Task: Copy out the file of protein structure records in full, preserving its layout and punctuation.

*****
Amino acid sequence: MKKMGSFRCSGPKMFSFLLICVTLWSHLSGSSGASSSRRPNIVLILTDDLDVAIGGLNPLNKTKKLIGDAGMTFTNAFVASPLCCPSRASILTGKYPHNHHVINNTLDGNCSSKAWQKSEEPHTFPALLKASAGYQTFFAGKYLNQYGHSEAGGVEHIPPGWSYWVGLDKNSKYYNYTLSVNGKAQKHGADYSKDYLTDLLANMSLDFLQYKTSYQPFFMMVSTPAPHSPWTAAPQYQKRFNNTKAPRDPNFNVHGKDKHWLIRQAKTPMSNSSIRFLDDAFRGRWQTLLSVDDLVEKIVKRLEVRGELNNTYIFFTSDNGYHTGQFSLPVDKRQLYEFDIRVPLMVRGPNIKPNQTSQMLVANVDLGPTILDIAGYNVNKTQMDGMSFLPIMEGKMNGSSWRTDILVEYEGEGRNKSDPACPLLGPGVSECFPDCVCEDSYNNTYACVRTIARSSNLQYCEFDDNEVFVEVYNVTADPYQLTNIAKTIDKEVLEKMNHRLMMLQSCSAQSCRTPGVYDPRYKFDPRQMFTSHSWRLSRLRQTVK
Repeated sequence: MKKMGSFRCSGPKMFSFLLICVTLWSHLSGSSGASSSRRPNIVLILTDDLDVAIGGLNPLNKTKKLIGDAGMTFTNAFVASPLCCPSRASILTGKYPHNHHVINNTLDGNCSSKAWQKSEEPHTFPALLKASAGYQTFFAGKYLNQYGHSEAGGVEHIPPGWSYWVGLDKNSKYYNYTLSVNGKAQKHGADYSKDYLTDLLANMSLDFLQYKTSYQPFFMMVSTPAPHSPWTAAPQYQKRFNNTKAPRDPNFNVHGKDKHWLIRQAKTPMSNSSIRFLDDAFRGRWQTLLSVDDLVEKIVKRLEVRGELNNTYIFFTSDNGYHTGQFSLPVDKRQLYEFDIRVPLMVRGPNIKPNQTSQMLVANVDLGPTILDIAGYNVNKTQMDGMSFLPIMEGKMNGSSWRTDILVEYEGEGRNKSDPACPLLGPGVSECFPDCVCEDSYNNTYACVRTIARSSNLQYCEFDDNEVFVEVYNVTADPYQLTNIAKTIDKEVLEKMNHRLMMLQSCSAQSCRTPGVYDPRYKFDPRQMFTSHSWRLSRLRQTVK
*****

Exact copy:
Amino acid sequence: MKKMGSFRCSGPKMFSFLLICVTLWSHLSGSSGASSSRRPNIVLILTDDLDVAIGGLNPLNKTKKLIGDAGMTFTNAFVASPLCCPSRASILTGKYPHNHHVINNTLDGNCSSKAWQKSEEPHTFPALLKASAGYQTFFAGKYLNQYGHSEAGGVEHIPPGWSYWVGLDKNSKYYNYTLSVNGKAQKHGADYSKDYLTDLLANMSLDFLQYKTSYQPFFMMVSTPAPHSPWTAAPQYQKRFNNTKAPRDPNFNVHGKDKHWLIRQAKTPMSNSSIRFLDDAFRGRWQTLLSVDDLVEKIVKRLEVRGELNNTYIFFTSDNGYHTGQFSLPVDKRQLYEFDIRVPLMVRGPNIKPNQTSQMLVANVDLGPTILDIAGYNVNKTQMDGMSFLPIMEGKMNGSSWRTDILVEYEGEGRNKSDPACPLLGPGVSECFPDCVCEDSYNNTYACVRTIARSSNLQYCEFDDNEVFVEVYNVTADPYQLTNIAKTIDKEVLEKMNHRLMMLQSCSAQSCRTPGVYDPRYKFDPRQMFTSHSWRLSRLRQTVK
Repeated sequence: MKKMGSFRCSGPKMFSFLLICVTLWSHLSGSSGASSSRRPNIVLILTDDLDVAIGGLNPLNKTKKLIGDAGMTFTNAFVASPLCCPSRASILTGKYPHNHHVINNTLDGNCSSKAWQKSEEPHTFPALLKASAGYQTFFAGKYLNQYGHSEAGGVEHIPPGWSYWVGLDKNSKYYNYTLSVNGKAQKHGADYSKDYLTDLLANMSLDFLQYKTSYQPFFMMVSTPAPHSPWTAAPQYQKRFNNTKAPRDPNFNVHGKDKHWLIRQAKTPMSNSSIRFLDDAFRGRWQTLLSVDDLVEKIVKRLEVRGELNNTYIFFTSDNGYHTGQFSLPVDKRQLYEFDIRVPLMVRGPNIKPNQTSQMLVANVDLGPTILDIAGYNVNKTQMDGMSFLPIMEGKMNGSSWRTDILVEYEGEGRNKSDPACPLLGPGVSECFPDCVCEDSYNNTYACVRTIARSSNLQYCEFDDNEVFVEVYNVTADPYQLTNIAKTIDKEVLEKMNHRLMMLQSCSAQSCRTPGVYDPRYKFDPRQMFTSHSWRLSRLRQTVK